In the councils of eternity past the divine decision was made. Even today angels and mortals are prone to gasp in amazement as they ponder the implications of that mind-boggling plan. In the fullness of time, the sinless Son of God would visit a cursed planet and shed his blood for its sinful inhabitants. Could anything more unexpected and undeserved be imagined?

But many things must first precede and prepare for that glorious journey from heaven to earth. To begin with, man and his universe would be created. Then, from the many, a particular nation would be selected to serve as a divine channel. Finally, all those events, places, and personalities playing a part in that glorious tale had to be carefully and accurately recorded.

God’s schedule called for 30 human authors to describe that sovereign story in some detail. Moses was the first and Malachi the final writer. However, God was in no hurry to complete his marvelous manuscript. A thousand years would transpire between the first and last Old Testament books. Then an additional four centuries passed before the beginning of the New Testament.


There are 1,189 chapters in God’s Word, the Bible. Undoubtedly, the most important among all these are the first 11 for they effectively serve as sturdy foundations on which the remaining 1,178 chapters firmly rest. If one rightly understands the divine story presented in these chapters, then a clear and concise picture appears, showing the origin, purpose, and future of all things.

The necessity for accepting these early chapters in a literal, factual, normal, and historical manner cannot be overstated if one is to correctly ponder his past and please his God! Note the pointed words of Jesus and the writer to the Hebrews:

“If I have told you earthly things, and ye believe not, how shall ye believe, if I tell you of heavenly things?” (John 3:12).

“Through faith we understand that the worlds were framed by the word of God, so that things which are seen were not made of things which do appear. . . . But without faith it is impossible to please him: for he that cometh to God must believe that he is, and that he is a rewarder of them that diligently seek him” (Heb 11:3, 6).

Four stupendous events transpire during this original stage. Each is mind-staggering. The final three would forever and radically change the course of history.

1. The origin of all things.

2. The fall of man.

3. The universal Flood.

4. The tower of Babel.

One may well experience confusion and depression at the end of this stage. How could a story which began with such majesty end at Babel with such idolatry?

But this is only the first stage in the story. One must read on for the answer.


A founding father and his three descendants. A suffering saint and his three friends. Their lives make up the Patriarchal Stage.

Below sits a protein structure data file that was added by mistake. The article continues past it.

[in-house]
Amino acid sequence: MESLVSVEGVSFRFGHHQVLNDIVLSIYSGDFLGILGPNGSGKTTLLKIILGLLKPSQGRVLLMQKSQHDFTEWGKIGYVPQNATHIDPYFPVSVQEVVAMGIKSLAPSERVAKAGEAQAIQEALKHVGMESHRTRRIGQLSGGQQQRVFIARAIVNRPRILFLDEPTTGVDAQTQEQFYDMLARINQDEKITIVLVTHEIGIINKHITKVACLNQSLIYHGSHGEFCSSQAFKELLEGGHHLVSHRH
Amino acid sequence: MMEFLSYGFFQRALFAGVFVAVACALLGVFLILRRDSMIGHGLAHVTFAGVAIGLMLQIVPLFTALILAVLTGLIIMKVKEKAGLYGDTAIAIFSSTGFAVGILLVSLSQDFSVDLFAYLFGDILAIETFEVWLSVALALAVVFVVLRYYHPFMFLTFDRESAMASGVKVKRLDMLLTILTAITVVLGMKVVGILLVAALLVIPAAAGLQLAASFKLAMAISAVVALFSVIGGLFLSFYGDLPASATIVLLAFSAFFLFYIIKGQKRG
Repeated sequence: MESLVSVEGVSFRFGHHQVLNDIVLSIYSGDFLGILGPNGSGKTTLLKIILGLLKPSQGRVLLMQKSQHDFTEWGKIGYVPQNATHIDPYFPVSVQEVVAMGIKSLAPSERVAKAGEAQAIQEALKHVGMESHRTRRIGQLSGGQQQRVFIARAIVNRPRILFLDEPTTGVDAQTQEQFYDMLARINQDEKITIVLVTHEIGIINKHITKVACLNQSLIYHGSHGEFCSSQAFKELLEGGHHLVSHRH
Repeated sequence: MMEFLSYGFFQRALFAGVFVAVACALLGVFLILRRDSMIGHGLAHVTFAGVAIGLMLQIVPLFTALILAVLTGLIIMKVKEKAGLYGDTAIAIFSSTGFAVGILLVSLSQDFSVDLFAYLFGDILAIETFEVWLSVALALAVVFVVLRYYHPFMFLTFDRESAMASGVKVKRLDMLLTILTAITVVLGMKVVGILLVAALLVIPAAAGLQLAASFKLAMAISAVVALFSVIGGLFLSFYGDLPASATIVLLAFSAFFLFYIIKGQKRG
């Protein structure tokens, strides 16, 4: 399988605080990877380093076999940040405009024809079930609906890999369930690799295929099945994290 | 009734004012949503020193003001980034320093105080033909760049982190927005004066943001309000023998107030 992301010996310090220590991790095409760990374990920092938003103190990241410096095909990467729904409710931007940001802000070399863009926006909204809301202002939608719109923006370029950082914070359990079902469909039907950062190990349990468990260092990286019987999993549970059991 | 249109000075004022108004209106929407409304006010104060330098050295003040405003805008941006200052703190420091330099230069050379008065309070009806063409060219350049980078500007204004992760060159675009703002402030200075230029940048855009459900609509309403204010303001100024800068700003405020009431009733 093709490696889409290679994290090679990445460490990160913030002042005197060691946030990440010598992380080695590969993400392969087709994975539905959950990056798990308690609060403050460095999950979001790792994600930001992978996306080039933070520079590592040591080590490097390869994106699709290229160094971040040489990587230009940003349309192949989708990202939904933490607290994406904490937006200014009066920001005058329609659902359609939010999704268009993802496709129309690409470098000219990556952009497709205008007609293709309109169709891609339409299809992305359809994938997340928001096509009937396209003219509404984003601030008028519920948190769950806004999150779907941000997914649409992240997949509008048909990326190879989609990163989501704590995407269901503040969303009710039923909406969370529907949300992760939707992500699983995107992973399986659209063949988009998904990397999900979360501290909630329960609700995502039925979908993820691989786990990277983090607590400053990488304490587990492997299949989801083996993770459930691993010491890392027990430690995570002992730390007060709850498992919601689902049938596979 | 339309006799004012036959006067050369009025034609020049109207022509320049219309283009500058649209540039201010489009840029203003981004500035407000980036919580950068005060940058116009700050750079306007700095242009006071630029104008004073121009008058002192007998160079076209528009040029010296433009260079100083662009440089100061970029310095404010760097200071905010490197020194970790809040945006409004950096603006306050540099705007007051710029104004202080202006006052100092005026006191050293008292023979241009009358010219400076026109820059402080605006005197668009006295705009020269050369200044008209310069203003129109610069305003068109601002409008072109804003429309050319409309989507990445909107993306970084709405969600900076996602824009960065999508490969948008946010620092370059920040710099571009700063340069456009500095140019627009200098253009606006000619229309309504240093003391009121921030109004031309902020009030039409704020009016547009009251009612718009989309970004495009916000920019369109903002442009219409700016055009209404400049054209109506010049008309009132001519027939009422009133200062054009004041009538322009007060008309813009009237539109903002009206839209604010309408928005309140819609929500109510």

Abraham is the founding father. His three descendants are Isaac (son), Jacob (grandson), and Joseph (great-grandson).

Job is the suffering saint. Eliphaz, Bildad, and Zophar are his three “friends.”

Abraham’s life may be summarized by two words: seed and soil. In a special promise known as the Abrahamic covenant, God assured Abraham that he would father a great nation (seed) and that a particular land (soil) would be given to them forever. That nation would later become Israel, and the land would be Canaan. Two of Abraham’s three descendants would foreshadow the New Testament person and work of Christ. Isaac the son foreshadowed Jesus’ supernatural birth and sacrificial role. Joseph the great-grandson foreshadowed Christ’s manifold sufferings.

And now for the suffering saint. Question: Why does a loving and sovereign God allow pain and persecution to fall on his people? Though the complete answer will only be revealed in heaven, the book of Job does suggest at least three reasons.

First, to glorify the person of God.

Second, to purify the lives of saints.

Third, to nullify the lies of Satan.

Abraham, Isaac, Jacob, Joseph, and Job. What are the spiritual lessons to be learned from this “quality quintet”? Abraham demonstrates faith; Isaac, submission; Jacob, self-mastery; Joseph, character; and Job, patience!


“What are nice people like you doing in a nasty place like this?” As the book of Genesis ends, Jacob and his entire family clan had moved from Canaan to Egypt. This stage now tells us just how God will bring his people out of the land of bondage.

It begins with the persecution by Pharaoh and ends with the proclamation by Moses. Between these two key events, separated by 80 years and 800 miles, a breathtaking history transpires. Both God’s faithfulness and Israel’s fickleness are clearly seen. God’s faithfulness is evident in the pouring out of 10 plagues, the rolling back of the Red Sea, the bringing forth of water from a rock, the handing down of the law, and the raising up of the Tabernacle. Israel’s fickleness is seen in the idolatry at Sinai and the rebellion at Kadesh.

During this stage, Israel received directly from God a special diet (the manna) and a special day (the Sabbath).

This part is actually the tale of three trips. The first trip was from Egypt to Mount Sinai; the second, from Mount Sinai to Kadesh-barnea; and the third, from Kadesh to the east bank of the Jordan.